In a whirlwind of Disney’s streaming leadership-position ranks, the giant company is moving the President of Hulu, Joe Earley, into the role of President of Direct-to-Consumer for Disney Entertainment effective immediately, based on a report from Variety. He succeeds Michael Paull, who is leaving Disney after six years.
Earley will lead Disney Entertainment’s streaming businesses including Disney+ and Hulu, reporting directly to co-chairmen Alan Bergman and Dana Walden. Earley was a former longtime Fox executive, having joined Disney in 2019 with the launch of Disney+. In addition, Earley will also continue his role as top executive in charge of Hulu until the company is able to appoint a replacement.
Disney+ is led by president Alisa Bowen, who was promoted to the position last fall after overseeing global business operations for Disney’s streaming platforms.
Paull, formerly an Amazon digital video executive, was originally CEO of BAMTech, a video-streaming company previously co-owned by Disney, Major League Baseball, and the NHL.
“Joe has proven himself to be an extraordinary asset and is uniquely positioned for this role as we guide Disney’s streaming strategy into the future,” Bergman and Walden said in a joint statement. “His vast industry experience and deep understanding of what sets our prestigious portfolio of brands apart will be essential as we build on our robust direct-to-consumer efforts. Joe is a talented, passionate leader, committed to creative excellence, and we look forward to partnering with him in this next chapter.”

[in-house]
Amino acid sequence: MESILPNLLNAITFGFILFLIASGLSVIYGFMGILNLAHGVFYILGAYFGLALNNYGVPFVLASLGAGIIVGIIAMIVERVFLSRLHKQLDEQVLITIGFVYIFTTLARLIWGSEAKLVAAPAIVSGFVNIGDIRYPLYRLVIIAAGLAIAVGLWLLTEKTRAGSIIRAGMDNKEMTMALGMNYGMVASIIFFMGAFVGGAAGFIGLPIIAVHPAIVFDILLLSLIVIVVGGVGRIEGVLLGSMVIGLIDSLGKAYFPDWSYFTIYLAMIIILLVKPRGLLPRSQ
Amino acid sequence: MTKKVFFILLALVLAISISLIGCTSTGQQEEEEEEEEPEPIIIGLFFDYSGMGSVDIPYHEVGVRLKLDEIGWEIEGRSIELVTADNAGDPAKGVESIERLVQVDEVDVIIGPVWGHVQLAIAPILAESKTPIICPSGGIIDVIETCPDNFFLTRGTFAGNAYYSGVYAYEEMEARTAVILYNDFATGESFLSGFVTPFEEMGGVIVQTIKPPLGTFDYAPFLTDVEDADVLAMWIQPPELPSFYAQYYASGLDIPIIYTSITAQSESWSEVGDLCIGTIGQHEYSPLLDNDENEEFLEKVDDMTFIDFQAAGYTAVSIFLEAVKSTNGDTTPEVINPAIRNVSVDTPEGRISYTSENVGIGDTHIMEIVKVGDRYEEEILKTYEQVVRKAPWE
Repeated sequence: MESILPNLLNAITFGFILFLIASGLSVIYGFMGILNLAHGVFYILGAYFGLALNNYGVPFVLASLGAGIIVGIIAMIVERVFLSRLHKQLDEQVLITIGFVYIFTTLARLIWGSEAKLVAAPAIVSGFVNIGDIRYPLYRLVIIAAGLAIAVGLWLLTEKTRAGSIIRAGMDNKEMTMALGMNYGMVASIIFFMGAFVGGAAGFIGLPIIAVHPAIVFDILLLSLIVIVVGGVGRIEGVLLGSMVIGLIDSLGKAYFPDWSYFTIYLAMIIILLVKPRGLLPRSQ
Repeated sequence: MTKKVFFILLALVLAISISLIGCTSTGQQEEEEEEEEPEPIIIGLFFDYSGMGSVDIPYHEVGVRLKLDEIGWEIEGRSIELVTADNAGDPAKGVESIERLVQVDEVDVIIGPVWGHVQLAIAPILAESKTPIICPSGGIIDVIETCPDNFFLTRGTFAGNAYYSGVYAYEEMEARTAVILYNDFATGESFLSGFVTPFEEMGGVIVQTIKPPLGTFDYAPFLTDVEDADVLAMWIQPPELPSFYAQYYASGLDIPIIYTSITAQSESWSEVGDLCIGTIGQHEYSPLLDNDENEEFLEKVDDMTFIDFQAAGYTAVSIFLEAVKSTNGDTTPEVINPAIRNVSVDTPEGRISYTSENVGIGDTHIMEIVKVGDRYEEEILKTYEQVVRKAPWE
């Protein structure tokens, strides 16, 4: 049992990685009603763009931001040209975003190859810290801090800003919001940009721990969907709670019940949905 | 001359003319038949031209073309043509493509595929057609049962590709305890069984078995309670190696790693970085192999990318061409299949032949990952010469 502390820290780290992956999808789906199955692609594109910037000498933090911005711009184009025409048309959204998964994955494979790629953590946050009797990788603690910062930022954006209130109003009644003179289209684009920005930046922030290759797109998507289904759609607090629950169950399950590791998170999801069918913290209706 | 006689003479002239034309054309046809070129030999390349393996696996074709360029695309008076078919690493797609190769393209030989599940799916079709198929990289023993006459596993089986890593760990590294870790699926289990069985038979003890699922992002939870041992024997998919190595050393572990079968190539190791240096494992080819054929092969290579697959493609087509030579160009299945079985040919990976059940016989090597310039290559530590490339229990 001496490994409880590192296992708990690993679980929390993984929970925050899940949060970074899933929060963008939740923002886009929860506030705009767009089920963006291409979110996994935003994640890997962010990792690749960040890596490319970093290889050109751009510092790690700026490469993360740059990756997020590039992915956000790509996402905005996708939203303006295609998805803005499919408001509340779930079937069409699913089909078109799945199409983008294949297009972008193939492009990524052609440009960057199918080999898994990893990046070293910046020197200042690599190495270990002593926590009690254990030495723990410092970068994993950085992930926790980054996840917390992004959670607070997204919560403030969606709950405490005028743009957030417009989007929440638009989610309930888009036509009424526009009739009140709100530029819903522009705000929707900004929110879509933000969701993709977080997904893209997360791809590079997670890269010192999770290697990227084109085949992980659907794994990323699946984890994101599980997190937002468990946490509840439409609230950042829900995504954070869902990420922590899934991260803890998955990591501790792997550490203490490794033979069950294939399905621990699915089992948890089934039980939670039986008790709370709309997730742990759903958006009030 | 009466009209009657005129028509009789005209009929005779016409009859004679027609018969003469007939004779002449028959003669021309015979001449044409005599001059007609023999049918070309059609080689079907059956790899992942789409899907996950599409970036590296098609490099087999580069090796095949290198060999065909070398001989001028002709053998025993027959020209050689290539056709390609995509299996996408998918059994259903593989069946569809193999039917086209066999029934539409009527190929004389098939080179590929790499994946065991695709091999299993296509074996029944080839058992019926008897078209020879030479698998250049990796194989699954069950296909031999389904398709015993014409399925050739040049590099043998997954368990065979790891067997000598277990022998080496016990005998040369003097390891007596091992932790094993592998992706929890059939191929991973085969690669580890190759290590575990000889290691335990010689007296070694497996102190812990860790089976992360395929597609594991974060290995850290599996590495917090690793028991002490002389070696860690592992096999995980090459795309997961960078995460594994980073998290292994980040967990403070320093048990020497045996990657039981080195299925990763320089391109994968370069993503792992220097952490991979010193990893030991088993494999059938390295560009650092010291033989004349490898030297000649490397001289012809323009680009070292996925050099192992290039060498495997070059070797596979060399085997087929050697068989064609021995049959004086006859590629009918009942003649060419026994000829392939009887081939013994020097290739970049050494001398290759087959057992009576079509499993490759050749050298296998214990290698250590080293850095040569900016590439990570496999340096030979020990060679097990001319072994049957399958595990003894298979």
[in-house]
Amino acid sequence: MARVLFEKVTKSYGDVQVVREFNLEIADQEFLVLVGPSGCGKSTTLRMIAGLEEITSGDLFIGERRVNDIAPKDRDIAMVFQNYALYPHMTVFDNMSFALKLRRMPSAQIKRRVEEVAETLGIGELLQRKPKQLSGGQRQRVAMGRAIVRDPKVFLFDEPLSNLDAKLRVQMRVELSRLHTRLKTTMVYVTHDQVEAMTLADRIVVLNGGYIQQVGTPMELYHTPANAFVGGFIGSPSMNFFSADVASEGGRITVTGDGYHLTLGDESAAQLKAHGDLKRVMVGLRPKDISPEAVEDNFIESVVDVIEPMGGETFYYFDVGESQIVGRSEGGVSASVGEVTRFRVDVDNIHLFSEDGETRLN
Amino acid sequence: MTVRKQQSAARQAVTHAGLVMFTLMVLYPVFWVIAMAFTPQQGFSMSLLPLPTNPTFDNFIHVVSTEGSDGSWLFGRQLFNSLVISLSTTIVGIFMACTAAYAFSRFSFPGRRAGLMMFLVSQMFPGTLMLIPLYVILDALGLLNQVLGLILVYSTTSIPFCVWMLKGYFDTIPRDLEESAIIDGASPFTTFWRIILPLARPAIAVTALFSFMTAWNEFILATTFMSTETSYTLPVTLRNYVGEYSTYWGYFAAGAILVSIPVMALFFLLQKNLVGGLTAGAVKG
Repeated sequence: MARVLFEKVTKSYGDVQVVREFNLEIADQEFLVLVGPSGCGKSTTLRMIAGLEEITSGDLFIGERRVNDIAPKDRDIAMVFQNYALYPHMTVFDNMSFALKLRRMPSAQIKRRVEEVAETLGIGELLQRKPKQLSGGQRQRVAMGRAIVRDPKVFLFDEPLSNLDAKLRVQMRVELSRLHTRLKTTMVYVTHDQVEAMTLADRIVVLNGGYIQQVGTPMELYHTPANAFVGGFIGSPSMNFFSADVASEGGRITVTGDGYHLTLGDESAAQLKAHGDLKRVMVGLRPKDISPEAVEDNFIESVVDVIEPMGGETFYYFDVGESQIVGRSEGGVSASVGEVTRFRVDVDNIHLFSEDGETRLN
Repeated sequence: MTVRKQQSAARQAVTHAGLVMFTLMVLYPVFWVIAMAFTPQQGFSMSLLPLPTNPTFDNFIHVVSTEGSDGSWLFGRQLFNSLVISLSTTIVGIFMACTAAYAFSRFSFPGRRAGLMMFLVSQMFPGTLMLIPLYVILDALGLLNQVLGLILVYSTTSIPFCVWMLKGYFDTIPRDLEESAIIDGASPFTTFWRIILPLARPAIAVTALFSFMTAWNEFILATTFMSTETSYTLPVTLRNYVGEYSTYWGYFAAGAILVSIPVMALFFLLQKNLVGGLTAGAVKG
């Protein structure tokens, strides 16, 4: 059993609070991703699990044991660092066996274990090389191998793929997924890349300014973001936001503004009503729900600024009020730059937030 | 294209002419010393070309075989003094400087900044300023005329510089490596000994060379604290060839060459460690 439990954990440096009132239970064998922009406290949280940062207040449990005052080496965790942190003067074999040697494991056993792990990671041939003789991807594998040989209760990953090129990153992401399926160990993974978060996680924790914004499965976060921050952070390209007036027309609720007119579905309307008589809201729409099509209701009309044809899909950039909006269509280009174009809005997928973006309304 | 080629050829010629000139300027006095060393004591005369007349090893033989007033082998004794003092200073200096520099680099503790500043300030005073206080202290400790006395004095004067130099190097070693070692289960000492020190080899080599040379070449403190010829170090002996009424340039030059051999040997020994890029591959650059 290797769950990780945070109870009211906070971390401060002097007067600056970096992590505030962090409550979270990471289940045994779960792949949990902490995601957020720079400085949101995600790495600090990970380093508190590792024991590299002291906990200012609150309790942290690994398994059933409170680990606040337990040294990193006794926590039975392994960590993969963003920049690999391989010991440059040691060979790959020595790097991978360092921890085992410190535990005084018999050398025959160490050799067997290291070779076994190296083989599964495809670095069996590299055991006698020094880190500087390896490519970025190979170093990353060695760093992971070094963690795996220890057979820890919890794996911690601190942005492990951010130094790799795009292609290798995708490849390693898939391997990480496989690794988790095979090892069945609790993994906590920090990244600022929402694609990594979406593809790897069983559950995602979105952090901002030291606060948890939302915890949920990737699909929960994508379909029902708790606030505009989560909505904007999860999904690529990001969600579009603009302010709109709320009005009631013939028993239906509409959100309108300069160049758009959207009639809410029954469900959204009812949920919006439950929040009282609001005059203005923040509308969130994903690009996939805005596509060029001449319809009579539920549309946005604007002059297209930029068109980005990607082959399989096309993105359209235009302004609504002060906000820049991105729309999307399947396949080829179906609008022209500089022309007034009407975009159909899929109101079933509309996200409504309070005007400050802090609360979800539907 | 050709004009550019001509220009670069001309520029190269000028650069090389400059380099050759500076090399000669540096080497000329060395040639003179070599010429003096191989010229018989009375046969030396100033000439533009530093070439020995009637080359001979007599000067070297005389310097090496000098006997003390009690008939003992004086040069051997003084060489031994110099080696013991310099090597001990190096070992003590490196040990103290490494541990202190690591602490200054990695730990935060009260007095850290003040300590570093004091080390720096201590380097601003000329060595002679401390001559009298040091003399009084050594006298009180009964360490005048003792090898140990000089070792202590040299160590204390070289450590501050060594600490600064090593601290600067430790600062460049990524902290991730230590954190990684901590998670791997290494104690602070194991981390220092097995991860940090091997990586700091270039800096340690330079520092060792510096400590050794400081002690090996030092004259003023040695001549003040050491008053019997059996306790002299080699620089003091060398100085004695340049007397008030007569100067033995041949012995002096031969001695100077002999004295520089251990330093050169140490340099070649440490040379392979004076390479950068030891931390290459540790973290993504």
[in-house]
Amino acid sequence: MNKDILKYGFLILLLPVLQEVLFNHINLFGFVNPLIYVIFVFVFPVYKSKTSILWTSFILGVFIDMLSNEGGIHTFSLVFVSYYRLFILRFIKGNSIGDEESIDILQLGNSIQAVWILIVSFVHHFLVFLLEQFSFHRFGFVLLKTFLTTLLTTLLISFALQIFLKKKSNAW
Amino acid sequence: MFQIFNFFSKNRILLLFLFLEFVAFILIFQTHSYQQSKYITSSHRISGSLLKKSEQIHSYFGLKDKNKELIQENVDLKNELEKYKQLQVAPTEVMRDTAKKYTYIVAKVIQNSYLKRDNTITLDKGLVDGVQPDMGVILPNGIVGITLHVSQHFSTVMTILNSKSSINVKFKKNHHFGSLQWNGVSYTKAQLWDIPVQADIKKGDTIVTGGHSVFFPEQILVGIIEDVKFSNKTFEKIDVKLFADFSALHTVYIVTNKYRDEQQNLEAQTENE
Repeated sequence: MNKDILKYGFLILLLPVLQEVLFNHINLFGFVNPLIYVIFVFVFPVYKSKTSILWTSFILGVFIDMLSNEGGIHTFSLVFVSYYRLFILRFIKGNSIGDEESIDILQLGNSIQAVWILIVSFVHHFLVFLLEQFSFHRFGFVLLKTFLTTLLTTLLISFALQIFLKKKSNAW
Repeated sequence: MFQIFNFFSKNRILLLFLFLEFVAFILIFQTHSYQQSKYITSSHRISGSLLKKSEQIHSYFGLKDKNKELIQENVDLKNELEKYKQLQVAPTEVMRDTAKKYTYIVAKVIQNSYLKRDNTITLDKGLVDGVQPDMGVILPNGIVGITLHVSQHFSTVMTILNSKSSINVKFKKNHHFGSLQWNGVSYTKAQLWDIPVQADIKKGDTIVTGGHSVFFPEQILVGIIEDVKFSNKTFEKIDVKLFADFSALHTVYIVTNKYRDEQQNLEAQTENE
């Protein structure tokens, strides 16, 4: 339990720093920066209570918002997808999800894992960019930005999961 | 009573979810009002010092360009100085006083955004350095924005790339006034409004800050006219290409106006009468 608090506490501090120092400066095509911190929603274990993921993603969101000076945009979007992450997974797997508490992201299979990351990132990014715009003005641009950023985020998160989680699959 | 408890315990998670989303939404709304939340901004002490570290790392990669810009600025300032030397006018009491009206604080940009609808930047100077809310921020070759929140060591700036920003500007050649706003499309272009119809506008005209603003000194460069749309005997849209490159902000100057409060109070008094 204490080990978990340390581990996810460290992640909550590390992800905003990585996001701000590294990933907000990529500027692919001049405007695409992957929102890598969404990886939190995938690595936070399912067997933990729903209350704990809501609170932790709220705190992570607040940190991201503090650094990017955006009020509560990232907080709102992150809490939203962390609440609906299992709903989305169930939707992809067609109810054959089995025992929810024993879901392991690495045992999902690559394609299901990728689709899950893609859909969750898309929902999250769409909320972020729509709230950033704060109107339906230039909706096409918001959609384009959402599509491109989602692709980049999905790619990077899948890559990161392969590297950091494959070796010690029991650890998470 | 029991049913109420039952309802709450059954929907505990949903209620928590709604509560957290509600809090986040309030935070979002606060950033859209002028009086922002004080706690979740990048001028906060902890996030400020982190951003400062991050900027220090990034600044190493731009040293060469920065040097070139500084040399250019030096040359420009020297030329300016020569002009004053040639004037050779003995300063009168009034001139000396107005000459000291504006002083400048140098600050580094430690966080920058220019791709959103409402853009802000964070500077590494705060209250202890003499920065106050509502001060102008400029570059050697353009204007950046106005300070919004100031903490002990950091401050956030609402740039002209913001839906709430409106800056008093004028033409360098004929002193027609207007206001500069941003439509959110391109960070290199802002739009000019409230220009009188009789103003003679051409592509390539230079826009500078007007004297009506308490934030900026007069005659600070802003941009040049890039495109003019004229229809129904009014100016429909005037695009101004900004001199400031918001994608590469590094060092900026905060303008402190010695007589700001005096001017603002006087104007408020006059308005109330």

In addition, Earley commented, “Helping launch Disney+ was a once-in-a-lifetime experience, and Hulu has been inspiring and rewarding. I’m incredibly grateful to Dana and Alan for their confidence and the opportunity to lead both of these incredible teams during this time of transformation across the streaming landscape.”
Having returned as CEO back in November, Bob Iger formed the Disney Entertainment Business unit headed by Walden and Bergman as part of a broader reorganization that completely dismantled the former Disney Media & Entertainment Distribution division.
This change in leadership came less than a year before the company was to decide whether to buy out Hulu from Comcast, sell its stake or spin the streamer off.
Starting in January 2024, Disney can require Comcast to sell its 33% stake in Hulu, and can even force Comcast to make the sale.
The streaming landscape “is very, very tricky right now and before we make any big decisions about our level of investment, our commitment to that business, we want to understand where it could go,” Iger said last month at an investor conference.